The queen will be laying and the brood will need food and warmth; a piece of polystyrene
25 – 50 mm thick placed over the crown board under the roof will help to keep heat
Check floor for signs of a mouse getting into the hive, such as large pieces of wax
on the ground at the hive entrance. Lift the cover board and smell; an ammoniacal
smell of acetamide indicates a mouse. If you have a mouse in the hive get rid of
it by lifting the brood box.
Make up frames but leave the wax fitting until March.
Clean old frames: buy a wax scraper/remover for the frame sides.
Blowlamp your spare solid floors (which should have been replaced by varroa screen
floors), spare cover boards and brood boxes.
Make up new equipment such as:
Spare crown boards. Canadian clearer board. Dummy boards. Swarm or Horsley board.
Taranov board. Hive stand.
Feeders – one for each hive and one for the nucleus hive.
You need 50% more equipment than you have as occupied hives. A spare brood box for
every two occupied hives (for artificial swarming or shook swarms), and a nucleus
hives (one for two hives) so you can remove the queen when required etc.
Clean the smoker and queen excluders.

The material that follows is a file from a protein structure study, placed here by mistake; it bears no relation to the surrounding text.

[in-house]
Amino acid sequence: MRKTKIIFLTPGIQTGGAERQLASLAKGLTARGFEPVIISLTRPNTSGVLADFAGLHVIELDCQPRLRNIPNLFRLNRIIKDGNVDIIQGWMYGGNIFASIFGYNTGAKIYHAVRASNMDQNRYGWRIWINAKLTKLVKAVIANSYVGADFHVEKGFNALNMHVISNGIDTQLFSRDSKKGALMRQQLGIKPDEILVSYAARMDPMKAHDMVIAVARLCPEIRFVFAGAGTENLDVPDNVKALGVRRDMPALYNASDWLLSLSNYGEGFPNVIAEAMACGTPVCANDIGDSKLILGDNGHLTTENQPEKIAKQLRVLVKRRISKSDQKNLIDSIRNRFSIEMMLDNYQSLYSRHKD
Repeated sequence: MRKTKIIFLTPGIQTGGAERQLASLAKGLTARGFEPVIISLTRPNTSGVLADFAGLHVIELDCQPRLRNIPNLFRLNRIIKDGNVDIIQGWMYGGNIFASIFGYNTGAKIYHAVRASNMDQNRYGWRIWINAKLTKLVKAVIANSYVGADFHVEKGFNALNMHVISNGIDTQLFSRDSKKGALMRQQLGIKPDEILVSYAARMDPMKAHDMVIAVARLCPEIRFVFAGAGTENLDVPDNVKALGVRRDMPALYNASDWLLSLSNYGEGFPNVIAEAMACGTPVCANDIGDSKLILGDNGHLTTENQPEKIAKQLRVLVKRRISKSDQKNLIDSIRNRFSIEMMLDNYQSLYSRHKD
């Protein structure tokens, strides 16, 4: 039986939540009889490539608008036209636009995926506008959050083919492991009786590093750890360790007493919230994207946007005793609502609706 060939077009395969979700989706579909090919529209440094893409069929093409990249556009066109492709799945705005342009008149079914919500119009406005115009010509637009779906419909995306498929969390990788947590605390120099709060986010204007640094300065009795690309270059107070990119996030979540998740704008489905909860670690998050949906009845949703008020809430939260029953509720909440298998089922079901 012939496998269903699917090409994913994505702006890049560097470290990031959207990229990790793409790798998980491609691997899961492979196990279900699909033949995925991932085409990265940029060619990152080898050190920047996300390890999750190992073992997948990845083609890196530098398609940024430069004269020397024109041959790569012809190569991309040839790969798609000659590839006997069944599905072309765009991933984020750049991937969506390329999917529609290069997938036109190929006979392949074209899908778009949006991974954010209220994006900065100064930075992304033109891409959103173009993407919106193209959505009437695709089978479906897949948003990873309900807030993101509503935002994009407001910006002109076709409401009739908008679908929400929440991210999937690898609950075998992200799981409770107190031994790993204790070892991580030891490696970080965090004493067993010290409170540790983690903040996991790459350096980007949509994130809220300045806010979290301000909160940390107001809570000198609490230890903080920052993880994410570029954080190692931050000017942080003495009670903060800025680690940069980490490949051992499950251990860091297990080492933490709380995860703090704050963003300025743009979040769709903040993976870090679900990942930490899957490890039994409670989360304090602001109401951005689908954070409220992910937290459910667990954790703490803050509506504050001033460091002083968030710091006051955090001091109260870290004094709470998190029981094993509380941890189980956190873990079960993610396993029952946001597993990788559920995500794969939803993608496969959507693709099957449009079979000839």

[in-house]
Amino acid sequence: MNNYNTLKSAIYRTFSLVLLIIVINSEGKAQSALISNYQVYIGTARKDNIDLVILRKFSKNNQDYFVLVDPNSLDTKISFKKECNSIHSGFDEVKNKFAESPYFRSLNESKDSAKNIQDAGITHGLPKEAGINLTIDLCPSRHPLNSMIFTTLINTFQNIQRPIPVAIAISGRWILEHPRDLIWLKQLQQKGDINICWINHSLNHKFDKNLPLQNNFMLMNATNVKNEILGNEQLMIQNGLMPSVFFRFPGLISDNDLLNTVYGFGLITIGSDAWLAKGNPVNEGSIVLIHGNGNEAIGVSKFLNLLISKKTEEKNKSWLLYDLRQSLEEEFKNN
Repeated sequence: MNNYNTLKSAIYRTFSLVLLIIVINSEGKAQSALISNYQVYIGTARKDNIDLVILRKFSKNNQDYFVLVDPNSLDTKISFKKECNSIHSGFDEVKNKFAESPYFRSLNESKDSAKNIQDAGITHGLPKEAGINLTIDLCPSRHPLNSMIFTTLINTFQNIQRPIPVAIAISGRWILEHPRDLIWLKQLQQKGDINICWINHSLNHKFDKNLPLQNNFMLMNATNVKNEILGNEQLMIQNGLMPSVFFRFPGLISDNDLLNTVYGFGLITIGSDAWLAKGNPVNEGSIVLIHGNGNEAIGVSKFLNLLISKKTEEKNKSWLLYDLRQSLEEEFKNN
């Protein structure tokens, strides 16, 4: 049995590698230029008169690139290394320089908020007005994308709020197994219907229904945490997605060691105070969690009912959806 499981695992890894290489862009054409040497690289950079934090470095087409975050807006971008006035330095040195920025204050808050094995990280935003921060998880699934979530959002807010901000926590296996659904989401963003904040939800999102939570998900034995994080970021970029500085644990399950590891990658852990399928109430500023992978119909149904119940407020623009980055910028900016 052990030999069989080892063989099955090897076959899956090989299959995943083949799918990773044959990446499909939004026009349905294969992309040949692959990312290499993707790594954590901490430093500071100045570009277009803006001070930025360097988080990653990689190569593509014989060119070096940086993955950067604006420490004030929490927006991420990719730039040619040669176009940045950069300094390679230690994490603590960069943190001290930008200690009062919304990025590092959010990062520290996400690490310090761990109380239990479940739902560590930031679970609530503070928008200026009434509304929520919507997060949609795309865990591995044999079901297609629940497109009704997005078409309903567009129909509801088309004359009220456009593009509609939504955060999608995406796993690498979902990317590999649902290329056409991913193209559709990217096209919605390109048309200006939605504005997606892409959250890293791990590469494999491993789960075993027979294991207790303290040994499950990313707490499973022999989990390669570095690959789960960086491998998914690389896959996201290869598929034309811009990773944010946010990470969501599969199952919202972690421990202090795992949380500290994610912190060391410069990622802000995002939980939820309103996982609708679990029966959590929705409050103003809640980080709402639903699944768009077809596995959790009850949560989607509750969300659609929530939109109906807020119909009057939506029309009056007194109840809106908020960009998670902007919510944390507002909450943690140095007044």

Unblock entrances if they get snowed up.
Check to see wind or animals have not overturned the hives. If they are overturned,
reassemble the hives and give them a feed on top of the frames.
Woodpeckers can be deterred with small mesh wire wrapped around the hives.
Feeding candy, to make up for your autumn deficiencies, should be placed on the frames
above the cluster.
Review the hive positions re sun and wind; this can be a good time to move a hive
within the apiary.
Check the varroa screen below the brood box for fallen varroa. See DEFRA leaflet
“Managing Varroa” for treatment with oxalic acid.
Paint the insides of spare brood and supers with a water-based microporous varnish.
Replace one or more of your zinc queen excluders by a wire excluder with wood surround.
Buy a 2ft square paving slab as a base for one hive. Put the base in place and level
after a month on the ground.